Paxman on the attack over BBC's 'laughable' green policy

Jeremy Paxman has accused the makers of the acclaimed nature documentary series Planet Earth of undermining their "green" message by creating a "carbon vapour" while filming across the globe.

Paxman, the presenter of BBC's Newsnight said that, although producers of the BBC series, fronted by Sir David Attenborough, went to great lengths to highlight levels of climate change taking place globally, they were creating their own carbon footprint in the absence of an official offsetting policy. He also accused his employers of being "corporate hypocrites" over their apparently unsound green credentials.

In an article for the BBC's in-house magazine, Ariel, Paxman launched a page-length broadside against the BBC's lack of offsetting policy, the shortage of office recycling bins and the corporation's tendency to keep lights and computer terminals running all night.

He also spoke of his reservations about the filming of Planet Earth. "The BBC's environmental correspondents, even the makers of series like Planet Earth, are trapped in a bizarre arrangement in which they travel the globe to tell the audience of the dangers of climate change while leaving a vapour trail which will make the problem even worse," he said.

"Maybe the BBC could even demonstrate its green credentials by planting an entire forest, and making a series about it?"

Filming for the series, which was first transmitted in March, involved visiting 62 countries and 204 different locations in four years.

Paxman went on to point out that while the BBC took a "high moral tone" against environmental damage, its methods left much to be desired. "The BBC believes people do not pay their licence fees to see them spent on offset arrangements. So correspondents ... pay from their own pockets to offset the costs of their flights.

"When I asked Yogesh Chauhan, the chief adviser for corporate responsibility, why, he replied, 'The biggest impact we can make is through our programmes'. The problem is, no one has yet worked out how to generate electricity by hand-wringing."

Paxman posed the question of whether it really made sense in terms of environmental cost to film productions such as the recent BBC1 drama Robin Hood in so-called "cheaper" locations such as Hungary.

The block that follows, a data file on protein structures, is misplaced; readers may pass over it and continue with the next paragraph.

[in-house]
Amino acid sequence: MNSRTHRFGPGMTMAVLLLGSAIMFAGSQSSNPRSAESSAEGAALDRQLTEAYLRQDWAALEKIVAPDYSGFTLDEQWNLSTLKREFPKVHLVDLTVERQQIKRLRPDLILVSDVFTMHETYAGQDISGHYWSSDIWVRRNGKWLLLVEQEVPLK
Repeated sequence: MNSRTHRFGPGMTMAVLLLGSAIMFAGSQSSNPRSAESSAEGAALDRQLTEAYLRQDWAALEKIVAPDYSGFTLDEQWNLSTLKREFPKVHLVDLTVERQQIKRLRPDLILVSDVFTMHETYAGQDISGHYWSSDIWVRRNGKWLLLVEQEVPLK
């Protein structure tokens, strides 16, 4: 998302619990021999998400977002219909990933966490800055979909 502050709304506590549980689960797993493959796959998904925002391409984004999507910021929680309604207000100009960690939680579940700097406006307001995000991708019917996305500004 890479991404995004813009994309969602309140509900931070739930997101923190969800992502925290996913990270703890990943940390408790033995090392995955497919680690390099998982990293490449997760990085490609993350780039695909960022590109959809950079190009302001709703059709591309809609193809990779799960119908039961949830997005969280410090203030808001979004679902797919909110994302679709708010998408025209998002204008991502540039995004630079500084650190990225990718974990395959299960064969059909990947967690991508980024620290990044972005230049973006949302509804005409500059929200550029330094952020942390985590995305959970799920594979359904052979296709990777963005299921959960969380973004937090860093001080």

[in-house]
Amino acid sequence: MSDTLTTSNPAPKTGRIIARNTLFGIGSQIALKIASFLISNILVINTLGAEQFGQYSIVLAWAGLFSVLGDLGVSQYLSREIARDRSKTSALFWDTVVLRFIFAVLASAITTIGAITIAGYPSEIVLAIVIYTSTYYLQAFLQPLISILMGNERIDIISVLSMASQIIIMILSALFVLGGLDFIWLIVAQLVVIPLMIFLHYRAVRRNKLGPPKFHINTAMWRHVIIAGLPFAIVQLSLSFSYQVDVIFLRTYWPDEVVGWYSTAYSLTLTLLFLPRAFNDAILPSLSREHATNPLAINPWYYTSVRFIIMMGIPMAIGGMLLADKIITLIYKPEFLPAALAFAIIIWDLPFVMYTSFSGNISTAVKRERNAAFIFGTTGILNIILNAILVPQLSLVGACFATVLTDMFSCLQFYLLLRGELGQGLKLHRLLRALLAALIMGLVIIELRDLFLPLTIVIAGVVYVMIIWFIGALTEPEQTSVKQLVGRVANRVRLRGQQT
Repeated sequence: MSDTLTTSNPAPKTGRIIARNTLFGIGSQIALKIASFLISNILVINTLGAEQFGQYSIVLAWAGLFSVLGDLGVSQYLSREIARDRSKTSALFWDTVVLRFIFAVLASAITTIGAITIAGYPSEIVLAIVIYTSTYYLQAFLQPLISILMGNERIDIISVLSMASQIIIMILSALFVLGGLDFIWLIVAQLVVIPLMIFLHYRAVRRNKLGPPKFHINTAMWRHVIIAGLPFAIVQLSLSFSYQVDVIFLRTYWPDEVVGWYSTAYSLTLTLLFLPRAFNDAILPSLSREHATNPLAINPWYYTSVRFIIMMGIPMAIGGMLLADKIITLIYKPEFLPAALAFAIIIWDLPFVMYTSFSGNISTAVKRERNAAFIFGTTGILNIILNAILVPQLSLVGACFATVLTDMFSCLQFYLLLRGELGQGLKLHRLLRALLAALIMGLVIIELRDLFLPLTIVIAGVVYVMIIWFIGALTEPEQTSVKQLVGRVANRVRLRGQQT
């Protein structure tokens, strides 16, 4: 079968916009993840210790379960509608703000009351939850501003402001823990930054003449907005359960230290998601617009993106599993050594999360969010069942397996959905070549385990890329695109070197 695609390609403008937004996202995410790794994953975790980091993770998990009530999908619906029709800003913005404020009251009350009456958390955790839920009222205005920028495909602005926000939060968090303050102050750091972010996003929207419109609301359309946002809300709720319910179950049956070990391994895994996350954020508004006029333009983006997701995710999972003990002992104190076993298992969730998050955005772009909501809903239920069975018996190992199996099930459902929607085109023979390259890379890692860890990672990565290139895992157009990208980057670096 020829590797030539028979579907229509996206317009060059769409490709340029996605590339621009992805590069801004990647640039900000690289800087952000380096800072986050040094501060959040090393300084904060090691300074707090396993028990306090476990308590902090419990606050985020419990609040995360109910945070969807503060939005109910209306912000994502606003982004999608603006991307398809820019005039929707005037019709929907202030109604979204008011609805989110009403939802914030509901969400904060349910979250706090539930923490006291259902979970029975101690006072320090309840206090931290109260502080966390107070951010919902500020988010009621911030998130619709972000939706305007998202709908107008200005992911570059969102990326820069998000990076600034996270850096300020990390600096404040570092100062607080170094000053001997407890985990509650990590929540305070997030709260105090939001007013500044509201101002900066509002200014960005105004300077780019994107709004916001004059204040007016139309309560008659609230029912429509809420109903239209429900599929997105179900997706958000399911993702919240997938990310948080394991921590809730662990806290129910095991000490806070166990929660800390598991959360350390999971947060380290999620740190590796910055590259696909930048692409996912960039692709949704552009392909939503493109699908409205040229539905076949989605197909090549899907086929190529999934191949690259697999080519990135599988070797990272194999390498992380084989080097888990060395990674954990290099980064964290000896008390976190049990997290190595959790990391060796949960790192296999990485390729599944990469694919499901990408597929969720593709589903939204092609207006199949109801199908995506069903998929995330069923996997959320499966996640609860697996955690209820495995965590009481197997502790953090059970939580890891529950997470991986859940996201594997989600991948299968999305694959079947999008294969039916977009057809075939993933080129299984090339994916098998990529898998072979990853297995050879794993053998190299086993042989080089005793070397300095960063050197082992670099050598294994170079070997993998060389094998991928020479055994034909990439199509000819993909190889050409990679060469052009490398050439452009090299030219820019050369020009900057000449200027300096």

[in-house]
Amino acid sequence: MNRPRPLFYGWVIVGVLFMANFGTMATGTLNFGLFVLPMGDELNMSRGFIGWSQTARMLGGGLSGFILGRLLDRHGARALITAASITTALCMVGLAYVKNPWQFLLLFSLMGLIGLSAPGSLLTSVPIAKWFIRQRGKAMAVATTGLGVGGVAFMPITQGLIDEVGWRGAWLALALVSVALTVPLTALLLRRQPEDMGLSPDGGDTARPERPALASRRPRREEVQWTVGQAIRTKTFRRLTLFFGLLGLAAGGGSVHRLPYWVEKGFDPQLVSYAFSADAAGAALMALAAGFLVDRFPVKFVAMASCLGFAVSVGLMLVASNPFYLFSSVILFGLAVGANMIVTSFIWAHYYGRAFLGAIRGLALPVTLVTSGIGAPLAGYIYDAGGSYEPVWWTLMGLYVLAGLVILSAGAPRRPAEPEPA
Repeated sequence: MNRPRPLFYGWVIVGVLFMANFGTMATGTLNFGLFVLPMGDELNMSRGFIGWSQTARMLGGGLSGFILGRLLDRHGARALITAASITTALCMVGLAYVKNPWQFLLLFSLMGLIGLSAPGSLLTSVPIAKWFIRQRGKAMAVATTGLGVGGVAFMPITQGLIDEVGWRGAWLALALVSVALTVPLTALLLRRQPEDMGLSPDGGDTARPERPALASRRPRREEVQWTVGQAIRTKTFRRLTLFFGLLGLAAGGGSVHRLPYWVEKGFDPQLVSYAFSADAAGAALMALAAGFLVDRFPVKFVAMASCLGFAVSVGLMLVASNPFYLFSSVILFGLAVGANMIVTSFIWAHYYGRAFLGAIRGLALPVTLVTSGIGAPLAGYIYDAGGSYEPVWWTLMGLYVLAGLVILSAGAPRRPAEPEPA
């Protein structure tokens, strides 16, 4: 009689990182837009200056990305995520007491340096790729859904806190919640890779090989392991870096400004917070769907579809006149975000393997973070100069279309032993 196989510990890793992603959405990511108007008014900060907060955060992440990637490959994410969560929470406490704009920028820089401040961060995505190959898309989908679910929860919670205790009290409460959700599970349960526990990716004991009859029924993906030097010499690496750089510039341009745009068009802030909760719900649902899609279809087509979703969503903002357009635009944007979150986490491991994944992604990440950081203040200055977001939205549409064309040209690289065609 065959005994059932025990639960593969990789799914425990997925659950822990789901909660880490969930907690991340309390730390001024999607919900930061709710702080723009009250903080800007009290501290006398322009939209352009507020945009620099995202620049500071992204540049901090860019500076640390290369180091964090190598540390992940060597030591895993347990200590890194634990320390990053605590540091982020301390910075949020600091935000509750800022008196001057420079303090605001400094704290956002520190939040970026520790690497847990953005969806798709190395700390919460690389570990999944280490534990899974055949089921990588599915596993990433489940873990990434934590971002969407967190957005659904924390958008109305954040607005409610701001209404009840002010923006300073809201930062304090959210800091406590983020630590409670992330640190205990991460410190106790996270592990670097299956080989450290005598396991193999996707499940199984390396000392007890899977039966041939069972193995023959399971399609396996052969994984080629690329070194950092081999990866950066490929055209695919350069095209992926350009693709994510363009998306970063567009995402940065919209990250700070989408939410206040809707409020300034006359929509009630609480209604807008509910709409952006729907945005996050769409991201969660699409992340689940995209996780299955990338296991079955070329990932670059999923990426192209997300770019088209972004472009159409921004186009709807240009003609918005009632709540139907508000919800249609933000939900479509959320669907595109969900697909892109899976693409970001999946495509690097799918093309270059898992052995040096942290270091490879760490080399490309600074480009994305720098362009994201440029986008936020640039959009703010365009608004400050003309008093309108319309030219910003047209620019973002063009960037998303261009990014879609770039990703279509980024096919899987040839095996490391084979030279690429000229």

He added "tens of millions" were being spent on the news centre at Television Centre "in which the air conditioning units have to be kept running even in the middle of January," adding "computer terminals and lights blaze away all night."

Such was the waste that the BBC's electricity bill had doubled in the past three years from almost £6.5m to £13m, he claimed.

Paxman branded the corporation's recycling policy "laughable", with a lack of bins for recycling glass, plastic and tin. He also alleged he had seen bags from green bins for paper collection "tossed into general skips on more than one occasion".

He suggested a corporation-wide policy was "urgently needed" with steps including "a commitment to reduce overall carbon emissions by at least 3 per cent each year for the next 10. No new building to be commissioned without meeting the most stringent energy standards. All BBC vehicles to be "green", staff to be encouraged to minimise air travel, and the carbon cost of all unavoidable journeys to be offset".

In response, the BBC said that while Paxman had raised some valid points, the corporation was committed to a comprehensive environmental policy to "minimise energy consumption, reduce harmful emissions, reuse, recover and reduce waste; use environmentally friendly transport and develop a corporate culture that takes green responsibilities seriously and look at ways to improve what we do - and how we do it".

On carbon offsetting, the corporation said: "If the BBC is to cover events in, and make programmes about, the rest of the world then some level of overseas travel is inevitable." But it added it will be reviewing possibilities of offsetting.

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